Watching Richard Gere play the role of real-life huckster Clifford Irving in Lasse Hallström's The Hoax is a lot like watching him play flamboyant lawyer Billy Flynn in Chicago with the musical soundtrack turned off; his performance is all bluster, flop-sweat, and sly, cocksure grins, but in The Hoax, he does all his tap-dancing on the inside. In the early '70s, Irving concocted a scheme to write and sell a fraudulent biography of notorious billionaire Howard Hughes, who had been a well-guarded recluse for more than a decade. (Irving documented the events himself in his 1972 book The Hoax, which inspired the film.) As played by Gere, Irving is a mercurial, troubled man, equally prone to adulterous affairs and savage regrets, and driven by arrogant energy. When his publisher rejects his latest book, Irving hits on the Hughes plot as a sure-fire path out of penury, gambling that Hughes is too much of a hermit to notice the fraud, let alone step forward to denounce it.
He promptly hauls his buddy Dick Susskind (played by Alfred Molina) in on the bid, though it's telling that he does all the talking while pushing Susskind to take all the most serious risks, from breaking into a Department Of Defense file room to steal Hughes-related government contracts to illegally photographing Library Of Congress records. The scam that follows is half fast-talking con job, half energetic research project, as the two men cobble together a plausible book while Irving attempts to convince detractors and nay-sayers that his project is not only authentic, but worthy of a record-setting contract deal.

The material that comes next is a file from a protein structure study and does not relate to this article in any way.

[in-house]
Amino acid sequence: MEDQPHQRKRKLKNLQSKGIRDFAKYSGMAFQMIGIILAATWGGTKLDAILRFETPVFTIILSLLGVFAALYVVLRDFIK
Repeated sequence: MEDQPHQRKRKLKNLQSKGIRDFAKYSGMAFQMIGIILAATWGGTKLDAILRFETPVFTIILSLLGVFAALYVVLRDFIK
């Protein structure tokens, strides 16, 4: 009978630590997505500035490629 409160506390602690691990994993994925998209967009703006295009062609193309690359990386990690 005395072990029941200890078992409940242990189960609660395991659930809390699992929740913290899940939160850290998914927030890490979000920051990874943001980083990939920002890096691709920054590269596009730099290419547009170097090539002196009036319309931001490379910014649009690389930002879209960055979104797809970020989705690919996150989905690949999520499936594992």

Industry workhorse Lasse Hallström (The Cider House Rules, Chocolat) gives the proceedings his usual accomplished, shallow gloss, but he also keeps the pace lively and the proceedings tense, in ways that recall Catch Me If You Can's slick but absorbing character dodges. Eventually, though, the film slips down the rabbit hole, as Irving's attempts to forge Hughes' voice and character lead him to half-believe he is Hughes. The politics get complicated, the lines of reality are blurred, and the whole story veers into overheated A Beautiful Mind territory. But then, it never really felt like it was meant to be a true history. It's an accomplished potboiler entertainment, as calculated and clever as the stories Irving spins to stay afloat in the growing sea of his own lies.